Action packed video games improves a person’s visual communication ability, thus promising better treatment for certain visual deficits and better training methods for visually demanding careers, a study said.

"Visual attention is crucial to preventing sensory overload, since the brain is constantly faced with an overwhelming amount of visual information," said Bjorn Hubert-Wallander, the lead researcher from the University of Rochester.

"It's an ability that is especially emphasized during visually demanding activities such as driving a car or searching for a friend's face in a crowd, so it is not surprising that scientists have long been interested in ways to modify, extend, and enhance the different facets of visual attention."

The study published reviewed in WIREs Cognitive Science said that video games condition human brains to pick the relevant information from among a heap of irrelevant visual communication data, thus improving the ability to succeed in visually demanding activities like driving, military operations etc.

This study finding can also revolutionize the modern education scenario and military training. "Just as drivers have to focus on the road, other cars, and potential obstacles while ignoring other information, modern action games place heavy attentional demands on players," said Hubert-Wallander. "These games require players to aim and shoot accurately in the center of the screen while continuously tracking other enemies and fast moving objects."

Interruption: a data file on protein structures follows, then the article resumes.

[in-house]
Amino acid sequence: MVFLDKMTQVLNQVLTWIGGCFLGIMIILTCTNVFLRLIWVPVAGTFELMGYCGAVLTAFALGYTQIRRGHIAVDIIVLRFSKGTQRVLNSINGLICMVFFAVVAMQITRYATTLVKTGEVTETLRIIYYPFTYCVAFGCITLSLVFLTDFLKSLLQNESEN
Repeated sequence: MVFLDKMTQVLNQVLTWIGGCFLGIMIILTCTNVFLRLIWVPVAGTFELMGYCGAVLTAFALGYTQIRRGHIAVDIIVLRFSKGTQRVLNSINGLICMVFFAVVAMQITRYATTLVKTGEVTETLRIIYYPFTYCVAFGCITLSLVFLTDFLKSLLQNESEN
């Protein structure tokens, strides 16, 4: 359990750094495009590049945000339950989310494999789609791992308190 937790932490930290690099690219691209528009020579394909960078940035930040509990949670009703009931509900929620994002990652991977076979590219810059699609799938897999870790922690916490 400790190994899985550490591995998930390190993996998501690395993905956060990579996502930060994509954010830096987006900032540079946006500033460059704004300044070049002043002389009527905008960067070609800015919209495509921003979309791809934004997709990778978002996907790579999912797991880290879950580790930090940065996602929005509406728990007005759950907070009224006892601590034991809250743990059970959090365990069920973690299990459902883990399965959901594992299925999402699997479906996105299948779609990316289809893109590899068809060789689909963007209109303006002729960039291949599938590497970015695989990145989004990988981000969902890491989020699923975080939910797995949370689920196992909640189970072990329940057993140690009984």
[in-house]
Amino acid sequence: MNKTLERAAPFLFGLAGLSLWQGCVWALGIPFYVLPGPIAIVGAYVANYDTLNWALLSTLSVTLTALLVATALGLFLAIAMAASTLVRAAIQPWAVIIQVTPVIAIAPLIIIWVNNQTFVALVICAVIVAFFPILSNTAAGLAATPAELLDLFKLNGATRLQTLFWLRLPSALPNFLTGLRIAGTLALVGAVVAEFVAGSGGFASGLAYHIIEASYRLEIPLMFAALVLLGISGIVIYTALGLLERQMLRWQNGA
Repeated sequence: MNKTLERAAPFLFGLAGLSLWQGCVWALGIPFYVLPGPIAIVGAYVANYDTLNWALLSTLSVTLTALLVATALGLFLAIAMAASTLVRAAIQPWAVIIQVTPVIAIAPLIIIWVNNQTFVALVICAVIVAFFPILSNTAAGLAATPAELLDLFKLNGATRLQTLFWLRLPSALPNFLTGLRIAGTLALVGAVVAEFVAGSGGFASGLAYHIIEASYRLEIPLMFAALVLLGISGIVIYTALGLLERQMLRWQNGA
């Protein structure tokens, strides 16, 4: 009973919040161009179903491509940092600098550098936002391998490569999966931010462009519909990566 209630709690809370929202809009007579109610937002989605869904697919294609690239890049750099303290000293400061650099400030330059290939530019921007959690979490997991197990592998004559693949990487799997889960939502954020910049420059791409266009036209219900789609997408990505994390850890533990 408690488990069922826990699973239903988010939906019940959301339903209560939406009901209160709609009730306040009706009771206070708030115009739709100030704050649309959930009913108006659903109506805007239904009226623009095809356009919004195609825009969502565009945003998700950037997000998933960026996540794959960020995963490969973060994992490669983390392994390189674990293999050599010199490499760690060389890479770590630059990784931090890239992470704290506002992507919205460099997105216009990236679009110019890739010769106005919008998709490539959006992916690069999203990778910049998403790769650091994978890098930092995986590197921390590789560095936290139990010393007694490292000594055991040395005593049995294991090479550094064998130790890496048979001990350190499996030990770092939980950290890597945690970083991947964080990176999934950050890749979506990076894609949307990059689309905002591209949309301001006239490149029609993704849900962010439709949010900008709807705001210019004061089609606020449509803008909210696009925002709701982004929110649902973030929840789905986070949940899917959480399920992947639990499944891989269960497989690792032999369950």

The study points out that only the fast paced, action packed video games that demand more attention from the player improves visual attention.

"At the core of these action video game-induced improvements appears to be a remarkable enhancement in the ability to flexibly and precisely control attention, a finding that could have a variety of real-world applications," said Shawn Green, a member of the research team. "For example, those in professions that demand "super-normal" visual attention, such as fighter pilots, would benefit enormously from enhanced visual attention, as their performance and lives depend on their ability to react quickly and accurately to primarily visual information."